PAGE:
I'd like to know if you have a method for managing perl modules on your Debian system, with respect to the following:

  1. Installing new modules
  2. Listing of manually installed modules
  3. Checking dependencies, and uninstalling modules

I have looked at this perlmonks article for background reading: What is the best way to install CPAN modules on Debian?

I have previously installed perl modules using the CPAN module. I have also used dh-make-perl in some cases, when following instructions to build other packages that had perl dependencies.

I'd like to institute a coherent policy on my machine so I can better manage how and where the modules are installed, and reduce the chance of breaking perl on my system. I would strongly like a system where I can detect and uninstall modules that are no longer being used.


4 Answers 4


If you use apt-get and dh-make-perl for all packages, deborphan --guess-perl will find perl packages without any dependencies, which you can then remove and run it again iteratively. deborphan has a keep list which you can add the ones you're actively using to and they won't show up.

So to make this work, you'll have to uninstall all the modules you installed via CPAN and reinstall them with dh-make-perl. Manually installed modules can be detected by looking for "No available version in archive" in the ouptut of apt-show-versions libsome-module-perl.


I use apt-get to install most modules. If a module is not in one of the repository (or if I need a latter version of a module), I install that module into my home directory with cpan. This is made easier by the local::lib module. Download the tarball from CPAN, decompress it, change directory into it, and then type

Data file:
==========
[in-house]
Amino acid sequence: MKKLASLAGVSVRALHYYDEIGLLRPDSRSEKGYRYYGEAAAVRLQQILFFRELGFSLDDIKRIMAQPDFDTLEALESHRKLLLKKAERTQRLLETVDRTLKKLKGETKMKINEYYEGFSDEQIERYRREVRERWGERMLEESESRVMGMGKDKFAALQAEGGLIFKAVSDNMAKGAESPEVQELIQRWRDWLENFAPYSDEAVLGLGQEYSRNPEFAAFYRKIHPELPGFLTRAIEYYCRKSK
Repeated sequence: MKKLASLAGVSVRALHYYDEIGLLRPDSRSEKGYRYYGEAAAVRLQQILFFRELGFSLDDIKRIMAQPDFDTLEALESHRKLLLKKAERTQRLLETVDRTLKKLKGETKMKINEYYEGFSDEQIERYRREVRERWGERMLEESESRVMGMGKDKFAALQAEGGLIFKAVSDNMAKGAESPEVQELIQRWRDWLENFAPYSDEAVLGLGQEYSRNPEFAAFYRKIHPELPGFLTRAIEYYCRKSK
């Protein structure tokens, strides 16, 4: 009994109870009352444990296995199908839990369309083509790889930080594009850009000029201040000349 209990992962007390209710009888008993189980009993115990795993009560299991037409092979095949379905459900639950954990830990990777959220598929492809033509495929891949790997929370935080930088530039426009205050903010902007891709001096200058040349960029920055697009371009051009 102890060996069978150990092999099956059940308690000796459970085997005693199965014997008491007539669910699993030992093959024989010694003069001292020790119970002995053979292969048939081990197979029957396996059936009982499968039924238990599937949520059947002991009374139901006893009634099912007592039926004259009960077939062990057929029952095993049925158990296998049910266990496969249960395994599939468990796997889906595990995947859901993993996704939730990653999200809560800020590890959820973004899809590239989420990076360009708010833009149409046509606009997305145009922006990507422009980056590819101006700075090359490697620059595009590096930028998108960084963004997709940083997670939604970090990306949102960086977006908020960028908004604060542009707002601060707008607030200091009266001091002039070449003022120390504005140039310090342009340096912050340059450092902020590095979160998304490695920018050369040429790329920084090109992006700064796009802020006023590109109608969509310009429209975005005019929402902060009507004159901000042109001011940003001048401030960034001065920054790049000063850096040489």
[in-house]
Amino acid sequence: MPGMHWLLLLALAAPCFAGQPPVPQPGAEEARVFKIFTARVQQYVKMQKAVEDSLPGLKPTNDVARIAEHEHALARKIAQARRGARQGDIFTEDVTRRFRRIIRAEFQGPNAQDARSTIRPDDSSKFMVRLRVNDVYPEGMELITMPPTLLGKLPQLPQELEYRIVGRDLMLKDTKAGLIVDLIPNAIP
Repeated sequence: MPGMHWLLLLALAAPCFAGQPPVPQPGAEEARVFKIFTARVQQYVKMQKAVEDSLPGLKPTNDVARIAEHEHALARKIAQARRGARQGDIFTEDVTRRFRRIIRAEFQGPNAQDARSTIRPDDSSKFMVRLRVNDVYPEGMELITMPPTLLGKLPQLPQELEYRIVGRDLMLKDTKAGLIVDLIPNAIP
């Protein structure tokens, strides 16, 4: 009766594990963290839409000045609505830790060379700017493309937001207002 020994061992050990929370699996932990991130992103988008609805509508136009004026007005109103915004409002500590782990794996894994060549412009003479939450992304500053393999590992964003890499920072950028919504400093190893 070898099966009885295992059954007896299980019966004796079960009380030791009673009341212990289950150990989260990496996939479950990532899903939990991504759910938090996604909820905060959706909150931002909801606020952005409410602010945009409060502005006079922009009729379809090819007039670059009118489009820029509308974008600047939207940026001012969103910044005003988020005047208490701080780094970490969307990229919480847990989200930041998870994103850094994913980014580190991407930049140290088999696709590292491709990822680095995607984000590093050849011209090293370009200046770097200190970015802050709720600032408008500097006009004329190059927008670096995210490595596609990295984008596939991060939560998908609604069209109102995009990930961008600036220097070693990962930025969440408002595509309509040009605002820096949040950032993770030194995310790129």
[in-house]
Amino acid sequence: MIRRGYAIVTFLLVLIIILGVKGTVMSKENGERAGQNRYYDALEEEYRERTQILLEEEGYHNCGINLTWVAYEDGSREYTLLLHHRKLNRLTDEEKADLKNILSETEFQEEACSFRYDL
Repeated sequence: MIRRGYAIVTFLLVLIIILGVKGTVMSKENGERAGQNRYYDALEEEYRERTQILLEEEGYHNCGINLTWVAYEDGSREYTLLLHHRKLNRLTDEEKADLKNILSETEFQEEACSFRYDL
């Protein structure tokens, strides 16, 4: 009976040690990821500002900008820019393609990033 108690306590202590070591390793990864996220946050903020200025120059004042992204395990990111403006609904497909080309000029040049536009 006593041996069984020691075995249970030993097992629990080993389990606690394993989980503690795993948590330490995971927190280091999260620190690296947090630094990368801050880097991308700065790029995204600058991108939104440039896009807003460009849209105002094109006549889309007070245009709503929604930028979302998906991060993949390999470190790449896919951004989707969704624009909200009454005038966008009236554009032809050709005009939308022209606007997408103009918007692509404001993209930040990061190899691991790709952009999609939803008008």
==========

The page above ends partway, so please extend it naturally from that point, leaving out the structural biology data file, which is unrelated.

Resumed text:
perl Makefile.pl --bootstrap
make test

If any of these steps fail, ask a question here. If all of the steps succeed then type

make install

You will then need to add the following line to whatever profile file you use (e.g. ~/.profile, ~/.bash_profile, etc.):

eval $(perl -I$HOME/perl5/lib/perl5 -Mlocal::lib)

Log out and log back in (run that command in the current terminal), and then type


It should ask you if you want to auto-configure CPAN, answer yes. When it is done you should be able to install modules to a directory named ~/perl5 by saying

cpan Module::Name

The line you put in your profile sets up the PERL5LIB variable, so programs will be able to find the modules you installed. It puts the ~/perl5 directory ahead of the system directories, so if you have version 1.0 of Foo installed via apt-get and version 2.0 of Foo installed via CPAN, the CPAN version will be loaded.

  • +1. This makes WAY more sense to me than running two completely separate perl instances/installs.
    – Warren P
    Jul 23, 2010 at 14:32

Leave Debian's Perl alone and install a second Perl that you manage with cpan:


  • I like this approach, but for one issue: Some modules I install are to satisfy dependencies in other packages that I'm aiming to build and install on my machine. If I install a second Perl, won't I have to jump through hoops to make these packages see and use the 2nd Perl at runtime, while system installed packages continue to use the original install?
    – user4358
    Sep 25, 2009 at 0:36
  • No hoops at all.
    – innaM
    Sep 25, 2009 at 9:39
  • ouch. especially if any of your perl stuff touches any debian stuff.
    – Warren P
    Jul 23, 2010 at 14:31

Depending on the modules, I'm fairly sure you can use the apt-get command to install some of the more common modules.

apt-get install perl5-crypt (maybe its p5-crypt - its been a while).

It depends a lot on what modules are required though, many of them are not in the apt packages.

  • Yes, that's a problem for me because I now have a system where some modules have been installed via apt-get, some via dh-make-perl and still others via the CPAN module.
    – user4358
    Aug 22, 2009 at 13:01

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